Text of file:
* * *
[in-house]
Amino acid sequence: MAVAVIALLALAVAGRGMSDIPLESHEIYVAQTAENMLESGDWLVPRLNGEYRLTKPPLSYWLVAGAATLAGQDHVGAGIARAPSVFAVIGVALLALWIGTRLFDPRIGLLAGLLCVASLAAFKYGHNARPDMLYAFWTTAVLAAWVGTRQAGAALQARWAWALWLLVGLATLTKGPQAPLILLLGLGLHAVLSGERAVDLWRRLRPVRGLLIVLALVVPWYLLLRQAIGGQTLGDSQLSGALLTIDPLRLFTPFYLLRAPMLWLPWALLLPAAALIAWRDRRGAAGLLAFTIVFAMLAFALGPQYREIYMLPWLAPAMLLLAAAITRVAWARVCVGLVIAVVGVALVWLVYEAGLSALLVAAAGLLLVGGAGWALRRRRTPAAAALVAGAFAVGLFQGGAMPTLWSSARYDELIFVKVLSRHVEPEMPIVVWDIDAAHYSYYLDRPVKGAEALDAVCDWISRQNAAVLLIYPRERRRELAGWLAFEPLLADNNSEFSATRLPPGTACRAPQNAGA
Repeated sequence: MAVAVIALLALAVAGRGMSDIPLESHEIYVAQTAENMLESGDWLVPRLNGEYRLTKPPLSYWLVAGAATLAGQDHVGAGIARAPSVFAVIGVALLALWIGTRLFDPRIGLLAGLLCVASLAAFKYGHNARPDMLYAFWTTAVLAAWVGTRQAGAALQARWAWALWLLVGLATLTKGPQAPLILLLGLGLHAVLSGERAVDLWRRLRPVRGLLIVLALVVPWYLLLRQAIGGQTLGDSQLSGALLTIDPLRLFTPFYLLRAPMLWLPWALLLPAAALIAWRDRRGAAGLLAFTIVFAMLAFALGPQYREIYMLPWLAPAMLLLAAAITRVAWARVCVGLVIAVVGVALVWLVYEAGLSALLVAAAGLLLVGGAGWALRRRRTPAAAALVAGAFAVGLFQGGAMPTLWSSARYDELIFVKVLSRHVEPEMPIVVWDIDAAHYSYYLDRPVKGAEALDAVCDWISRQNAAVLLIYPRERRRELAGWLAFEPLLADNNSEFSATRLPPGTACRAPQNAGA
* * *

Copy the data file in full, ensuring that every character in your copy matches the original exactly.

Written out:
[in-house]
Amino acid sequence: MAVAVIALLALAVAGRGMSDIPLESHEIYVAQTAENMLESGDWLVPRLNGEYRLTKPPLSYWLVAGAATLAGQDHVGAGIARAPSVFAVIGVALLALWIGTRLFDPRIGLLAGLLCVASLAAFKYGHNARPDMLYAFWTTAVLAAWVGTRQAGAALQARWAWALWLLVGLATLTKGPQAPLILLLGLGLHAVLSGERAVDLWRRLRPVRGLLIVLALVVPWYLLLRQAIGGQTLGDSQLSGALLTIDPLRLFTPFYLLRAPMLWLPWALLLPAAALIAWRDRRGAAGLLAFTIVFAMLAFALGPQYREIYMLPWLAPAMLLLAAAITRVAWARVCVGLVIAVVGVALVWLVYEAGLSALLVAAAGLLLVGGAGWALRRRRTPAAAALVAGAFAVGLFQGGAMPTLWSSARYDELIFVKVLSRHVEPEMPIVVWDIDAAHYSYYLDRPVKGAEALDAVCDWISRQNAAVLLIYPRERRRELAGWLAFEPLLADNNSEFSATRLPPGTACRAPQNAGA
Repeated sequence: MAVAVIALLALAVAGRGMSDIPLESHEIYVAQTAENMLESGDWLVPRLNGEYRLTKPPLSYWLVAGAATLAGQDHVGAGIARAPSVFAVIGVALLALWIGTRLFDPRIGLLAGLLCVASLAAFKYGHNARPDMLYAFWTTAVLAAWVGTRQAGAALQARWAWALWLLVGLATLTKGPQAPLILLLGLGLHAVLSGERAVDLWRRLRPVRGLLIVLALVVPWYLLLRQAIGGQTLGDSQLSGALLTIDPLRLFTPFYLLRAPMLWLPWALLLPAAALIAWRDRRGAAGLLAFTIVFAMLAFALGPQYREIYMLPWLAPAMLLLAAAITRVAWARVCVGLVIAVVGVALVWLVYEAGLSALLVAAAGLLLVGGAGWALRRRRTPAAAALVAGAFAVGLFQGGAMPTLWSSARYDELIFVKVLSRHVEPEMPIVVWDIDAAHYSYYLDRPVKGAEALDAVCDWISRQNAAVLLIYPRERRRELAGWLAFEPLLADNNSEFSATRLPPGTACRAPQNAGA